0
$\begingroup$

Consider an ideal gas inside a cylinder-piston setting. Now, we know that the temperature of the system reduces under adiabatic expansion. For an ideal gas we know that the molecules move about separately possessing kinetic energy without having any potential energy between them.
One way I think to intuitively understand the reduction of temperature is that the total energy inside the system remains constant due to no exchange of heat but the volume increases due to expansion. Thus, the internal energy density decreases resulting in reduction of temperature.

My question is: whether there is any form of exchange of energy between the system and the surroundings in a form other than heat due to the movement of the piston as the gas expands or the reduction of temperature is purely due to increase in the volume?

$\endgroup$
2
$\begingroup$

One way I think to intuitively understand the reduction of temperature is that the total energy inside the system remains constant due to no exchange of heat but the volume increases due to expansion.

You're not thinking about it correctly. The total energy of the system, which in the case of an ideal gas is purely kinetic energy, decreases as a result of the expansion. This is due to the fact that the system does work and expends some of its internal energy in the process of doing so. From the first law,

$$\Delta U=Q-W$$

Where $Q$ is heat and is positive if heat transfers to the system, and W is work and is positive if done by the system. For the adiabatic expansion, $Q=0$ and therefore $\Delta U=-W$. In this case $W$ is positive when the system does work, which decreases internal energy. For an ideal gas, any process, $\Delta U=mC_{v}\Delta T$. So a decrease in internal energy results in a decrease in temperature.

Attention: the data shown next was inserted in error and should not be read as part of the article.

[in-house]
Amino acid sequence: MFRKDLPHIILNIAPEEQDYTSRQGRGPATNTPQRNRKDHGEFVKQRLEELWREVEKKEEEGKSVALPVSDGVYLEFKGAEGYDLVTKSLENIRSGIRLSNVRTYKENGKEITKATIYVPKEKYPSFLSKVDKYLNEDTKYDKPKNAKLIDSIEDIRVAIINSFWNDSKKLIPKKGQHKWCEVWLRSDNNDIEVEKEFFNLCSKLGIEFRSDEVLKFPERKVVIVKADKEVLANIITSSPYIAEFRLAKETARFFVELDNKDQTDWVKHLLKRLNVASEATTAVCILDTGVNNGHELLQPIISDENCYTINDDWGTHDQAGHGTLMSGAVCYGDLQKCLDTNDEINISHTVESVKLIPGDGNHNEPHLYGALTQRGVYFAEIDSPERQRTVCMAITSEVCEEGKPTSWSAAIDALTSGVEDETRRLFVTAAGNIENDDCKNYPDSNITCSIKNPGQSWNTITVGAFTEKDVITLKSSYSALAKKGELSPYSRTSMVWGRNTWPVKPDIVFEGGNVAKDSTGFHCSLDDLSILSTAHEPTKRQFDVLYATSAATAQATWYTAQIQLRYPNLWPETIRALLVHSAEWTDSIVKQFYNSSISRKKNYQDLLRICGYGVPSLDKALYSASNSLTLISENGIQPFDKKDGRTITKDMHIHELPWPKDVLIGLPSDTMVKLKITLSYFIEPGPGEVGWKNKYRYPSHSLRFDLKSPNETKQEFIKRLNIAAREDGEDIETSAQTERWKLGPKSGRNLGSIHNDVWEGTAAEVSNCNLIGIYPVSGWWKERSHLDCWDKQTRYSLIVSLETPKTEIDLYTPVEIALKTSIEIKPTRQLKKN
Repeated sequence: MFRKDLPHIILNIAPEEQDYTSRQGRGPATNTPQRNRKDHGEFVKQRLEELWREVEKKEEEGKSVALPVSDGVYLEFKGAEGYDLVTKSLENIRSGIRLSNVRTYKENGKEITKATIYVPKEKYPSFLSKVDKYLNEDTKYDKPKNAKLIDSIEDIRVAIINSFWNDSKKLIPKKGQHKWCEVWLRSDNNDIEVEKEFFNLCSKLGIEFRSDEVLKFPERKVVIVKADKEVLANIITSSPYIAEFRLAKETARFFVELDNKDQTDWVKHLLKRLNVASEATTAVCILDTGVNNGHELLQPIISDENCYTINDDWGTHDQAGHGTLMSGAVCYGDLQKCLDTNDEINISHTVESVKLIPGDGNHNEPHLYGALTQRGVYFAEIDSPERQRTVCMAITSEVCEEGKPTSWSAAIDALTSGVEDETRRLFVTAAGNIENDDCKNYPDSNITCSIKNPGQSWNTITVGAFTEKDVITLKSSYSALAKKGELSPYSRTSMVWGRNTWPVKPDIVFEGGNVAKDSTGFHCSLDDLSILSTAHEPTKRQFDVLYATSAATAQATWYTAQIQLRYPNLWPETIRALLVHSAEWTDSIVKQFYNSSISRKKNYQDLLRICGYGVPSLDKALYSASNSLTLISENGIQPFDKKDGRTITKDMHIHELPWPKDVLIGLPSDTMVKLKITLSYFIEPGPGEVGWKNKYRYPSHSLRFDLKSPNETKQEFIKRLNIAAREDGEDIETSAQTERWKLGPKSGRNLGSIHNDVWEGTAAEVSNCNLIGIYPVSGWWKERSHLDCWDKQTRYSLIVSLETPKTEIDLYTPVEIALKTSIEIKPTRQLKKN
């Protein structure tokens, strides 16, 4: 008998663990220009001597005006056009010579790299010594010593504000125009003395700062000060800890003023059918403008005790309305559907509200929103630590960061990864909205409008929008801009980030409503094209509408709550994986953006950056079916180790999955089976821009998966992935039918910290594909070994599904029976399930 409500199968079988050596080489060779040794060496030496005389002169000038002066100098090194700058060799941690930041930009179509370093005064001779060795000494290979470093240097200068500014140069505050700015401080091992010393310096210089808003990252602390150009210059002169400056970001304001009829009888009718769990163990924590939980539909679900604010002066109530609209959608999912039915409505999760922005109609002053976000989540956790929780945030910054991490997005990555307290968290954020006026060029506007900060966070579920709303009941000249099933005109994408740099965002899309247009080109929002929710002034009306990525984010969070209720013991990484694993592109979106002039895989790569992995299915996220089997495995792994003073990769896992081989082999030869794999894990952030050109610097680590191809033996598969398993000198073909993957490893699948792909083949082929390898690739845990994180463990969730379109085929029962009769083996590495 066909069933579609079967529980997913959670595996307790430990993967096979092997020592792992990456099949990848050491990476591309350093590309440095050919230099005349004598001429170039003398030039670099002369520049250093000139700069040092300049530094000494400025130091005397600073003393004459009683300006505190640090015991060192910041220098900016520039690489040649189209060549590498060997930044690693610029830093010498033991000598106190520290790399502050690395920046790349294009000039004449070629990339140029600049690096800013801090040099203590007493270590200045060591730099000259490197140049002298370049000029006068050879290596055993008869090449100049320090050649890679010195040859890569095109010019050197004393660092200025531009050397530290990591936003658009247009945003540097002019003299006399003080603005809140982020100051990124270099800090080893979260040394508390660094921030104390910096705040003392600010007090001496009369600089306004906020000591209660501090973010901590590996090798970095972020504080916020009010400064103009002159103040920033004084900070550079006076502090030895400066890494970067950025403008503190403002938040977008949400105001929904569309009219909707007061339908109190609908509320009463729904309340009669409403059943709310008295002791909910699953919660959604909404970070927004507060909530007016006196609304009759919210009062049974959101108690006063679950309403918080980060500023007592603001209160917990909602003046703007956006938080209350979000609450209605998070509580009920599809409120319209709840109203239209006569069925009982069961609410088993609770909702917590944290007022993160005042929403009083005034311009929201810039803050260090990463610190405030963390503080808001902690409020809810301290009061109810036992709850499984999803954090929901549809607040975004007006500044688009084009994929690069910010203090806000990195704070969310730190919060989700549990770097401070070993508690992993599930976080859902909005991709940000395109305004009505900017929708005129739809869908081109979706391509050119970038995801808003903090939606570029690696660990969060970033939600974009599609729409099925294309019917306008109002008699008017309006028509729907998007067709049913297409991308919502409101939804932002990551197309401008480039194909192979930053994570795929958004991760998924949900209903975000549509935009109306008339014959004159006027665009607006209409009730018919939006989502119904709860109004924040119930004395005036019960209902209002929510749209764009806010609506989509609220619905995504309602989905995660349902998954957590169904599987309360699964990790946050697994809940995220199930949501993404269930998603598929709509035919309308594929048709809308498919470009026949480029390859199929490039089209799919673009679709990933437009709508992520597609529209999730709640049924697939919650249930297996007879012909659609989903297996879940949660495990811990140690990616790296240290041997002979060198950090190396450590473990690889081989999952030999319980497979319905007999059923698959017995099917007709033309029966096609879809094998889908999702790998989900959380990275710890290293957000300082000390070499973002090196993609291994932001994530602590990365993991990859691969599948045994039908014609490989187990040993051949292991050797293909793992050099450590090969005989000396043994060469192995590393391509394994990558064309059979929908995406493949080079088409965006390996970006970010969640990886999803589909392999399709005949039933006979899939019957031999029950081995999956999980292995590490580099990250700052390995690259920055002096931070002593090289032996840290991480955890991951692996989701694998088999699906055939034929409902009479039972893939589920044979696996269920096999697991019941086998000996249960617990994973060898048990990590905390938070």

My question is: whether there is any form of exchange of energy between the system and the surroundings in a form other than heat due to the movement of the piston as the gas expands or the reduction of temperature is purely due to increase in the volume?

Yes, the other form of energy exchange (transfer) besides heat is work. As explained above, that's why the internal energy and temperature decreases when the gas expands adiabatically. When the gas expands it transfers internal energy to its surroundings if no heat transfer to the system is possible to supply energy for doing work.

I am confused whether the U in this equation is the total internal energy or internal energy density?

$U$ in these equations is the total internal energy. The specific internal energy, or energy density as you call it, is the total internal energy divided by the mass. It is usually shown as a lower case $u$. Then in the first law equation you would also have lower case $q$ and lower case $w$, meaning heat and work transfer per unit mass of the system. In the equation $\Delta U=mC_{v}\Delta T$ if you divide by the mass, you get the specific internal energy, or $\Delta u=C_{v}\Delta T$.

Secondly, even if so energy is transferred out of the system in the form of work done by the gas, the increase in volume also must contribute to the decrease in temperature from a purely intuitive point of view since the temperature depends on the internal energy density rather than just the total internal energy. Is my reasoning correct?

No that is not correct because temperature does not depend on the internal energy density rather than the total internal energy. It's the same for both.

Temperature is what we call an intensive thermodynamic property, meaning it does not depend on the amount of mass or volume of the system. Pressure is another intensive thermodynamic property.

Let's say you have a room full of air and its temperature is 20 $^0$C. If you divide the room in half each half has half the volume and half the mass of air of the whole room, but the temperature of each half of the room is still 20 $^0$C.

If we take the equation

$$\Delta U=mC_{v}\Delta T$$